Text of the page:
A federal judge struck down a criminal statute that became law in Arizona during 2005. The statute is against human smuggling and the ruling found that it infringed on the federal government’s power of enforcing its immigration law.

The decision by Judge Susan Bolton represents the most recent setback for the state that shares a border with Mexico to use Arizona local police and law to stem the ingress of undocumented immigrants.

Courts have overturned many of the states measures related to immigration.

The U.S. Justice Department sought to strike down the law in Arizona against smuggling of humans, which was first approved in 2005 and then amended slightly by a controversial sweeping law in 2010, and the judge, based in Phoenix concurred.

The measure imposed different and additional state penalties that the federal law, it divests the federal authorities of exclusive power of prosecution the specific crimes of smuggling and criminalizes conduct that is not covered by any federal law, wrote the judge.

Papers were filed in October that defended the law by the an attorney in Maricopa County saying hundreds of cases had been filed against human smugglers thanks to the statute.

In one case, a man came under prosecution after police found he had brought nine immigrants across the Mexico/U.S. border prior to being held for ransom at a Mesa, Arizona drop house.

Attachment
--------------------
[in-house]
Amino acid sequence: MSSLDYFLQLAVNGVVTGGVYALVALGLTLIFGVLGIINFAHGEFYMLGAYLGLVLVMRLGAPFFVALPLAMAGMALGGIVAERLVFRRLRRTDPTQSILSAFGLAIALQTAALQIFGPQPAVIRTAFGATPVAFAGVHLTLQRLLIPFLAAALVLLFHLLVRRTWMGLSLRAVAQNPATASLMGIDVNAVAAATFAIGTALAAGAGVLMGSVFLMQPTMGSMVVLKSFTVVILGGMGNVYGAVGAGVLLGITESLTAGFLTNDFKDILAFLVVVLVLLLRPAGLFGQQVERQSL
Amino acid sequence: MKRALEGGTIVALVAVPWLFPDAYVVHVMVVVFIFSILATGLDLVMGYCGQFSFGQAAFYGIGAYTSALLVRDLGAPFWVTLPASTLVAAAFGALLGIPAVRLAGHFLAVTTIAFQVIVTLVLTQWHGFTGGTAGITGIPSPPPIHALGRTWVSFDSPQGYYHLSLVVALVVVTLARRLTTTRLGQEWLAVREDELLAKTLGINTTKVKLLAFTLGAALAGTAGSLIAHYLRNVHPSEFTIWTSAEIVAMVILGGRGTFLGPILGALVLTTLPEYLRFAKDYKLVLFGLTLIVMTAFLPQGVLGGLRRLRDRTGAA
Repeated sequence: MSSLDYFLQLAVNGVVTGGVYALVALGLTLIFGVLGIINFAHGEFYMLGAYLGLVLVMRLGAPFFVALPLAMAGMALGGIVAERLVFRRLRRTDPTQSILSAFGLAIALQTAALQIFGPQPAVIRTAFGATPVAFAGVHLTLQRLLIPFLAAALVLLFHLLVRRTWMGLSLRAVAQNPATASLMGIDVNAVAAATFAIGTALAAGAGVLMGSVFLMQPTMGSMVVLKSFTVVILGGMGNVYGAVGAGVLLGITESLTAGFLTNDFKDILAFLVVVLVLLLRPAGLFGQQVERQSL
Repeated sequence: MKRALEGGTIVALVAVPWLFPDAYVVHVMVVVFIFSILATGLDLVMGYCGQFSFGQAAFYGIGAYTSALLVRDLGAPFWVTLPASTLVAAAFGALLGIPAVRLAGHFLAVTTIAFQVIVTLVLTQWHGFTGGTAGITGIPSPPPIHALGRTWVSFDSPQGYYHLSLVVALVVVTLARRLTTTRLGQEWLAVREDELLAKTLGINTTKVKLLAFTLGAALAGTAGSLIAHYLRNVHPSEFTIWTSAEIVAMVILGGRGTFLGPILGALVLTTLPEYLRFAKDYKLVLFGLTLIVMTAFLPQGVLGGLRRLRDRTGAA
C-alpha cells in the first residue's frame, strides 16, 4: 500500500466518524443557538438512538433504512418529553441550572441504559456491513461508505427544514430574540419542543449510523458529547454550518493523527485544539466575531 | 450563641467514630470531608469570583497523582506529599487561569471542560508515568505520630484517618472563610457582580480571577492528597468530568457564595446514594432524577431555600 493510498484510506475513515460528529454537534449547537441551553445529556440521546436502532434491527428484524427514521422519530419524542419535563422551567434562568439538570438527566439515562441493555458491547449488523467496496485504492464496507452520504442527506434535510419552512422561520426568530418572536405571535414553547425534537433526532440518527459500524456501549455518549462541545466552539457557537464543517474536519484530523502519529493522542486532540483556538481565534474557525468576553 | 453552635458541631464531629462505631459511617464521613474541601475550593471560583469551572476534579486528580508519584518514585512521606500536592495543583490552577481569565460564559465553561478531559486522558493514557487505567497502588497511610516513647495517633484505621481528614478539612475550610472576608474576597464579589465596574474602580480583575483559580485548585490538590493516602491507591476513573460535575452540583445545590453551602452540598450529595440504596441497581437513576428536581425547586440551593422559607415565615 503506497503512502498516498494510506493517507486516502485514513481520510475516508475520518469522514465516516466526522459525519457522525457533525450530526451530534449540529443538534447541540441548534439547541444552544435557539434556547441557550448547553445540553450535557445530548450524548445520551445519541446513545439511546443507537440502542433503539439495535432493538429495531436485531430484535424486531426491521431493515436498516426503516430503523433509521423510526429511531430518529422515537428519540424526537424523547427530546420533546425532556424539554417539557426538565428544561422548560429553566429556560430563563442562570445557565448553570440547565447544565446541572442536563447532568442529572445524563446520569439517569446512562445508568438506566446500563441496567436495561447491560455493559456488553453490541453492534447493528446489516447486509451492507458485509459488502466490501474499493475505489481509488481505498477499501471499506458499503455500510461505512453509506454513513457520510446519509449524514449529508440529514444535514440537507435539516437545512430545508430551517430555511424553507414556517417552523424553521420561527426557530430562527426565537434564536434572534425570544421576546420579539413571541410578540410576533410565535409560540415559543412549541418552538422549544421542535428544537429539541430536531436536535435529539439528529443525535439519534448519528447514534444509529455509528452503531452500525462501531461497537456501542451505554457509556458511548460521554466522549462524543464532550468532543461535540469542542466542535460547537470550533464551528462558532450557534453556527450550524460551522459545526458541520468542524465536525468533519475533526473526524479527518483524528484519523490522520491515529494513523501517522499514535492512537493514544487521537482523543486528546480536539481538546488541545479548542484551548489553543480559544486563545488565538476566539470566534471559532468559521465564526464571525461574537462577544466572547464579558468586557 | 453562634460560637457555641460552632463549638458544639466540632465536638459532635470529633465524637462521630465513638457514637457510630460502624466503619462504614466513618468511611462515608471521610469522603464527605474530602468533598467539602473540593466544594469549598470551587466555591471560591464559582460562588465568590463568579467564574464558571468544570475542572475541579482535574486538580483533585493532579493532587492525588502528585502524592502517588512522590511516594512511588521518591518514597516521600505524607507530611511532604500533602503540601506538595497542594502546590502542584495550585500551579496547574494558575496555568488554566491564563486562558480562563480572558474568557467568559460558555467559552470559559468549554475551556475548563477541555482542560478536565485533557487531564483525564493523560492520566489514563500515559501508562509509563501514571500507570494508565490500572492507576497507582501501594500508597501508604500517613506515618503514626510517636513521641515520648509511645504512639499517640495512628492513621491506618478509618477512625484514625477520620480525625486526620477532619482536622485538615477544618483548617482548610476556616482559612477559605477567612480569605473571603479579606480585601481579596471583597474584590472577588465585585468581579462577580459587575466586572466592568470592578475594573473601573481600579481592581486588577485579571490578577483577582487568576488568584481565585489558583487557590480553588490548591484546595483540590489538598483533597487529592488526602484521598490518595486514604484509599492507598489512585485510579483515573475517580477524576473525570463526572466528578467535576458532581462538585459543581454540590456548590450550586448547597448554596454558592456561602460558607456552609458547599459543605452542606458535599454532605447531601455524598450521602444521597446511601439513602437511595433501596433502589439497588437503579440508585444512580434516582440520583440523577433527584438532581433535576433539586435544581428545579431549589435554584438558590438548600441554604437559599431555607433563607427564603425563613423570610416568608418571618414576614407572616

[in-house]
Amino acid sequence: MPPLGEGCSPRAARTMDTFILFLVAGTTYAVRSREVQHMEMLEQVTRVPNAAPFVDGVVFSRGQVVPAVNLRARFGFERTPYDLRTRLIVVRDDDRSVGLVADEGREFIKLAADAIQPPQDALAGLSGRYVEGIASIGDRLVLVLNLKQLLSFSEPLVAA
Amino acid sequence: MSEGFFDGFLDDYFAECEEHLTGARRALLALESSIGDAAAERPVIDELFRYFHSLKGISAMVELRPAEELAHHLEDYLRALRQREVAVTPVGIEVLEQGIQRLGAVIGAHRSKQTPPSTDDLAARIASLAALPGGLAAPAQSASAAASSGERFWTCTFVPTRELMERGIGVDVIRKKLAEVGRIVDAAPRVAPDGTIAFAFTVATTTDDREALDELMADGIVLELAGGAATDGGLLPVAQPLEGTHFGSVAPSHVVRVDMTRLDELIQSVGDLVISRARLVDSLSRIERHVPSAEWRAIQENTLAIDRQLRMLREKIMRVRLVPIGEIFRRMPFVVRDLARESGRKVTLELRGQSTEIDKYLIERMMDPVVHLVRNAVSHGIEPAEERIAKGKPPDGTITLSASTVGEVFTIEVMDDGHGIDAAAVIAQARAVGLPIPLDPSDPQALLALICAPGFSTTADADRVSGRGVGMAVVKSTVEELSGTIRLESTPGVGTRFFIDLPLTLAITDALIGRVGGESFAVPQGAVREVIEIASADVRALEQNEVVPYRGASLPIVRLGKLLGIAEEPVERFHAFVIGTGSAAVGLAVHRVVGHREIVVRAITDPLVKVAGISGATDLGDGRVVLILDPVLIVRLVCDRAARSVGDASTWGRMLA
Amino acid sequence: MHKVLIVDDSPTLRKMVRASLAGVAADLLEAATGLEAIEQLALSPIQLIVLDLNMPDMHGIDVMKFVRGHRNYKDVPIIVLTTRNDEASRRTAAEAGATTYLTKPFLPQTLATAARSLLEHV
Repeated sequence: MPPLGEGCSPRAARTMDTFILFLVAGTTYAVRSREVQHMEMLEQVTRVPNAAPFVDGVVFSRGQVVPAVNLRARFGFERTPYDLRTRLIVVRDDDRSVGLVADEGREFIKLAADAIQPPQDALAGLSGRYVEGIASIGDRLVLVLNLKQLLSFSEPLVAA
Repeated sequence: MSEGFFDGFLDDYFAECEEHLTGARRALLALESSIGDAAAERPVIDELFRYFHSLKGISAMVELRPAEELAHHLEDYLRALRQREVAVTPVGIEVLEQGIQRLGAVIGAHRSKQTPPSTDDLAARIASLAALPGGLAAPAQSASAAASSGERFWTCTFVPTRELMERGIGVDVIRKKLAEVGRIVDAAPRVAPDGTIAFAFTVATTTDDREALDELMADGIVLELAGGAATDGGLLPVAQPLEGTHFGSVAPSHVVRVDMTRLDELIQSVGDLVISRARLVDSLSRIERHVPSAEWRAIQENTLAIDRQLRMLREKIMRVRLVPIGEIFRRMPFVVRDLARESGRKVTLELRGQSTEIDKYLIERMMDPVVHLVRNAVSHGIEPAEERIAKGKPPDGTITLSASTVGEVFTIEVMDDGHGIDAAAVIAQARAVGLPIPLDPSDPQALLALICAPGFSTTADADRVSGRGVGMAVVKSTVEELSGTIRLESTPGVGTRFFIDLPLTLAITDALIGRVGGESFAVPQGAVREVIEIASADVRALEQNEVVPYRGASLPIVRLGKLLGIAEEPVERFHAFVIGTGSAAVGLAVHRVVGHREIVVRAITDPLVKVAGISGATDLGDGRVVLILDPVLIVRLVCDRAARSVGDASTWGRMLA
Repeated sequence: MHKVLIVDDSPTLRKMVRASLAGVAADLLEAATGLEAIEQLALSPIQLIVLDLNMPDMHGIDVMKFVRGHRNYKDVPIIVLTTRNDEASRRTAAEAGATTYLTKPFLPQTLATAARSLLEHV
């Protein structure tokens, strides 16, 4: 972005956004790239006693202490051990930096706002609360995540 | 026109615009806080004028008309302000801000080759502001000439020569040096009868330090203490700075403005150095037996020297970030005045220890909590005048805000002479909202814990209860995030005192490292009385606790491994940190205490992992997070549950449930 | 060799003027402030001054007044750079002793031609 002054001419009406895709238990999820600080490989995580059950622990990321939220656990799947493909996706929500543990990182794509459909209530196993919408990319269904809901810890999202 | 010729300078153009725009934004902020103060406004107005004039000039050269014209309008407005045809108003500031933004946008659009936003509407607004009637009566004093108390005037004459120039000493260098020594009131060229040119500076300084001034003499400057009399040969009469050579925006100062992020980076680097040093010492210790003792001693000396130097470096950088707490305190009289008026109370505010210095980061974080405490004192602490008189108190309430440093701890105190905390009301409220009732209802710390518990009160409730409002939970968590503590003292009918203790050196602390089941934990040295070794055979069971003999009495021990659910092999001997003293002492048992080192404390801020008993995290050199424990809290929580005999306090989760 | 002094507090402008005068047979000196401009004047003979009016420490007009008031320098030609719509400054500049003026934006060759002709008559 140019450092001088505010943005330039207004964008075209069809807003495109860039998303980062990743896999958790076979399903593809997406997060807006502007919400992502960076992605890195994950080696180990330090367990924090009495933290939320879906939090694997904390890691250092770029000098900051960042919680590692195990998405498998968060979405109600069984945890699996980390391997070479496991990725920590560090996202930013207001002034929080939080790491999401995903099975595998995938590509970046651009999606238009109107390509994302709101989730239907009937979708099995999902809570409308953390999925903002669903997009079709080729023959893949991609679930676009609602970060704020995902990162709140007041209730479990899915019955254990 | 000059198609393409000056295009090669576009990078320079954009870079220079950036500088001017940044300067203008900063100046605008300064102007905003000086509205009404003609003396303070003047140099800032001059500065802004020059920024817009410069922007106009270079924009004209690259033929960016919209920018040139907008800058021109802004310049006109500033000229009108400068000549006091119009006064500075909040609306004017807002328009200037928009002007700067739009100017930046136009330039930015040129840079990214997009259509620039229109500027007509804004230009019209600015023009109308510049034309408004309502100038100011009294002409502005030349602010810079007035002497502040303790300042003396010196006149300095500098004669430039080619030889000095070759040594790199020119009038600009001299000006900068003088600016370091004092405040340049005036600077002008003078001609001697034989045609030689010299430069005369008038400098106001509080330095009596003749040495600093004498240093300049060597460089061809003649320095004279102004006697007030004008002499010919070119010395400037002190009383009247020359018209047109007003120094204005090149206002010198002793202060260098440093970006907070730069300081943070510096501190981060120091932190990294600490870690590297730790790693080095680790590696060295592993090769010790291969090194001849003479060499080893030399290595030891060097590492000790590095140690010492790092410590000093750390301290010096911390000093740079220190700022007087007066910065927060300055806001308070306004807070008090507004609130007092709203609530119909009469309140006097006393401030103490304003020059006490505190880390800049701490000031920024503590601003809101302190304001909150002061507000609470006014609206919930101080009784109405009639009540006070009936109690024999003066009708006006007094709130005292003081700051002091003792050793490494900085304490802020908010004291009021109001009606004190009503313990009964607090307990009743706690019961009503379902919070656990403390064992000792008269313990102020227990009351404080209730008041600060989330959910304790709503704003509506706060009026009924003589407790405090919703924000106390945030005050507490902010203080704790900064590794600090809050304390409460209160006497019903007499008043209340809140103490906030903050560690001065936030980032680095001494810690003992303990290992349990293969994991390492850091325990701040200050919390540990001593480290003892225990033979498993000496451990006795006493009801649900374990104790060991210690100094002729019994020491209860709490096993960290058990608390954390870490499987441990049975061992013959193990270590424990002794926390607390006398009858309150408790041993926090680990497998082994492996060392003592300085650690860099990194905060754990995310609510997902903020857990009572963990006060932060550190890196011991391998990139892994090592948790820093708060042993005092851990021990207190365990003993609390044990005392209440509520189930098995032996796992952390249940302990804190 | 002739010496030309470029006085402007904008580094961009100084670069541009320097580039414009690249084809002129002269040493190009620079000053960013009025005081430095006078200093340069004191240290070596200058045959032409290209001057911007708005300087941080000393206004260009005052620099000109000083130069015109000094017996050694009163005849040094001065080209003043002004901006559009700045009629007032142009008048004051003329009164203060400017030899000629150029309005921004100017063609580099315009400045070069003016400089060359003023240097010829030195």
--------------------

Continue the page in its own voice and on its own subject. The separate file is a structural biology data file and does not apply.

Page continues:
The outgoing Arizona governor Republican Jan Brewer clashed with the White House on the way it administrated immigration. A representative from the Governor’s office was not available for comment.

Sheriff Joe Arpaio of Maricopa County bills himself as the toughest Sheriff in America. He is amongst law enforcement officials that use the smuggling of human’s law.

The Supreme Court struck down sections of the Arizona immigration law from 2010 including provisions banning undocumented immigrants from looking for work and allowing police the right to arrest them without warrants if they suspected they had committed crimes that warranted deportation.

However, the court left the provision that was most controversial intact, which gave officers the right to check the immigrations status of those they stop even for offenses that were minor.

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